A new book has been released this autumn, chronicling the captivating lives of one of Britain’s most recognisable native species. My Year with Hares records one man’s amazing year-long obsession with this fascinating animal, from his addiction to finding and photographing them through the seasons, to rearing a rescued leveret.
The book’s author is one Martin Hayward Smith, a professional wildlife cameraman and photographer, who has travelled the world extensively for the BBC and Discovery, among many other companies. Ray and Martin first worked together during the filming for Ray’s Wild Britain series, and it was this chance meeting that ultimately led to Ray writing the foreword to Martin’s beautiful book.
Read on for Ray’s foreword in its entirety, along with a selection of Martin’s images, taken from My Year with Hares:
If you want to see wildlife you need to dress warmly and in colours that blend in with your surroundings. Then go outdoors when others are indoors and sit perfectly still. Remain perfectly still even if it involves suffering.
Some years ago I was sitting under an isolated oak tree in a frosty stubble barley field atop a Perthshire hill. Cloaked in the long morning shadow of the tree I was invisible, motionless, mentally defying the bone-penetrating chill. The first rays of the morning sun were doing nothing to warm my body, but they did lift my spirits as I enjoyed each broken stem of barley receiving a lick of scarlet light. Now cold can make you sleep, and just as I felt my grip on wakefulness slipping I was jolted to alertness by the passing of a buzzard right in front of me, only a metre above the ground, so close in fact that I could both hear and feel the passage of the draft from its wings. These are the moments those of us in love with nature live for, but on this particular morning the buzzard was but a herald for a more impressive player about to appear.
In front of me was a game trail passing towards me from my left front and behind me to my right rear. Just as the buzzard had passed a tiny movement drew my attention to the vanishing point of the game trail ahead of me. Slowly, so as to be invisible, I brought my 8×32’s to my eyes. Now I could make out what the strange movement was, it was a pair of tall ears coming straight towards me, the ears of a Brown Hare. Almost as soon as my mind deciphered the movement, the animal’s head and then body came into view hurrying towards me on his secret mission. From my vantage point I realised that where the trail vanished there was a slope, consequently the hare was emerging from the shadow of dead ground into the beautiful sunlight. As the hare crested the hill he stopped and surveyed his territory. Now in full sight I had the most glorious view of this remarkable creature. Bathed now from ear tip to toe in golden warmth, his chest puffed out and his hairs responding to a breeze so gentle that I had been unaware of it. If at that moment you had told me that this was the king of all the hares I would have believed it.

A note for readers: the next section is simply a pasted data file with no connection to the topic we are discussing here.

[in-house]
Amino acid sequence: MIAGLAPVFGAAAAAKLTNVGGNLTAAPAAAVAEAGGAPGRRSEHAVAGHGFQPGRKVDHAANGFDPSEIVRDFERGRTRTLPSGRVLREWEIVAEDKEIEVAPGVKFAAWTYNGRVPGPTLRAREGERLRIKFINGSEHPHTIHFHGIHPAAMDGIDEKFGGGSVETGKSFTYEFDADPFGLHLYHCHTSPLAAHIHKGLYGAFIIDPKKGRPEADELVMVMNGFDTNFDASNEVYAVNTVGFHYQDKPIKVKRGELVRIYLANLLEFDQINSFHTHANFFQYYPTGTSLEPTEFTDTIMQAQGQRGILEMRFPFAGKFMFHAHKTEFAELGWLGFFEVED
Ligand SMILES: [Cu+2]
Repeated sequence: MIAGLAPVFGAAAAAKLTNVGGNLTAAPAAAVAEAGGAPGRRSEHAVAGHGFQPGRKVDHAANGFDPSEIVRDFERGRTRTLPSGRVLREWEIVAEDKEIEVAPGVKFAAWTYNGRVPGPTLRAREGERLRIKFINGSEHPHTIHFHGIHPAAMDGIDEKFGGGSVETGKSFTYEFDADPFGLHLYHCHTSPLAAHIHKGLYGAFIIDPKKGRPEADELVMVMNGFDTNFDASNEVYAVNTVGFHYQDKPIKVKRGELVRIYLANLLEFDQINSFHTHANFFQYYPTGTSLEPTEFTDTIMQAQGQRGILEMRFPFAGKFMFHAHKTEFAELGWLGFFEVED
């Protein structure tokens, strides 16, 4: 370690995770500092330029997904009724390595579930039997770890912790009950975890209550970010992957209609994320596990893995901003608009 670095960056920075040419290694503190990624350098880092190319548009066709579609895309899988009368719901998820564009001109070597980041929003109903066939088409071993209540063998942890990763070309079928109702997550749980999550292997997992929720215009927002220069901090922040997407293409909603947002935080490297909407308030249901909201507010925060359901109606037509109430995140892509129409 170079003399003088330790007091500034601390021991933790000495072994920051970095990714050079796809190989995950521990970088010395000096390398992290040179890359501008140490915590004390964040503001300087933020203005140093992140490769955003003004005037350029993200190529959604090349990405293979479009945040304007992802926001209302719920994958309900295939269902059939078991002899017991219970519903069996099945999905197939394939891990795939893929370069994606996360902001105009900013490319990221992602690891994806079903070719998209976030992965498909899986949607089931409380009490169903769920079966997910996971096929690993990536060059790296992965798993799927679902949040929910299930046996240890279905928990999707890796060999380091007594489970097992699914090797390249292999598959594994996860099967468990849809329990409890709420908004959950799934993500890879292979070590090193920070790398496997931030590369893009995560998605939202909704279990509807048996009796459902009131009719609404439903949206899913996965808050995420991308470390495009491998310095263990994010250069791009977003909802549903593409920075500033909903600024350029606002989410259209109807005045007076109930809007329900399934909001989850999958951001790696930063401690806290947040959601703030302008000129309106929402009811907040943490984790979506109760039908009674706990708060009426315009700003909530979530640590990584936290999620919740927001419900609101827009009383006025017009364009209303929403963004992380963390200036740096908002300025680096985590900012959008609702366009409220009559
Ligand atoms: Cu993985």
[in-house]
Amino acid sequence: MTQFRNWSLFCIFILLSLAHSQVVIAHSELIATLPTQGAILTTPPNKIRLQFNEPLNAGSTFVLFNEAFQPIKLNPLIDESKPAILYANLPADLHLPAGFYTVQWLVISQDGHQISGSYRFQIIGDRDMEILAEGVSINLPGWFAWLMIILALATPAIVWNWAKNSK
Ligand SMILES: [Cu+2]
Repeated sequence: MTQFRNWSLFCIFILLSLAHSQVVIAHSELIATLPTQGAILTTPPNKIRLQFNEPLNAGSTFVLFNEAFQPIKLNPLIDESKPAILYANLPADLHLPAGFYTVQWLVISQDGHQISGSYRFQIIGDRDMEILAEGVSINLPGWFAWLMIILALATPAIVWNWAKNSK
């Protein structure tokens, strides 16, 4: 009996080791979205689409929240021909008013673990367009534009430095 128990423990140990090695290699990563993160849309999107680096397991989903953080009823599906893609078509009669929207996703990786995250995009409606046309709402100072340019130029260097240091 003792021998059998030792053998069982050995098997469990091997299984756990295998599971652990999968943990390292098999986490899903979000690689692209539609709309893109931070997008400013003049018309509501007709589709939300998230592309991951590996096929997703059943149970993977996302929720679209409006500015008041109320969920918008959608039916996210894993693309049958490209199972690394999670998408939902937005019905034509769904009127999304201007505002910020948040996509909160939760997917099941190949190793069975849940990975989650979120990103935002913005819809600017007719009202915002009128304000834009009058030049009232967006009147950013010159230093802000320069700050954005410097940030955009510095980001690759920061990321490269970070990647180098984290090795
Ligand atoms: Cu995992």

As the hare looked around I was struck by the golden translucency of his eye. After a long moment he resumed his regal progress passing within touching distance of me. Amongst our native wildlife the hare is special, imbued in some strange way with a greater measure of wildness than others creatures. I love watching them and when they watch me, I sense their intelligence and the ancient heritage of their wisdom.
My Year with Hares captures beautifully the spirit of the hare and the dedication of Martin Hayward Smith, a remarkable naturalist and wildlife cameraman – who you can be certain has sat still and suffered for his art. It is a privilege to write this foreword and rather fitting, as in many ways it was a hare that first provided me with the opportunity to work alongside Martin.
Particularly in the early spring, hares can be called up by mimicking the squeak of an injured leveret. Employing this trick while filming for the first series of ITV’s Wild Britain, I called to a Suffolk hare four hundred metres away. Responding to instinct the hare raced straight to me, stopping only five metres away. Sadly the cameraman of the day failed to capture the event. Not because of any lack of skill but because he was not a naturalist and did not realise what was about to happen. Consequently in the next season I was fortunate to be teamed with two wildlife cameramen, including Martin. If I am honest I was a little dubious; so frequently TV exaggerates claims of expertise. But from the moment I first watched Martin take quietly to the shadows of a hedgerow with his camera I realised the depth of his experience and great fieldcraft. Moreover he has that special something; nature responds to him, so evident one morning on the Isle of Wight when a Stoat dashed up to him bearing the gift of a dead Rabbit, all of course captured on camera.
This book is Martin’s tribute to the Brown Hare, but more it stands as testimony to both his skill and his hopeless love for nature. But then why not, for none of the world’s riches can compare with the wealth that comes from allowing nature so deeply into your life.
– Ray Mears, 2014
Signed copies of My Year with Hares are available to purchase here.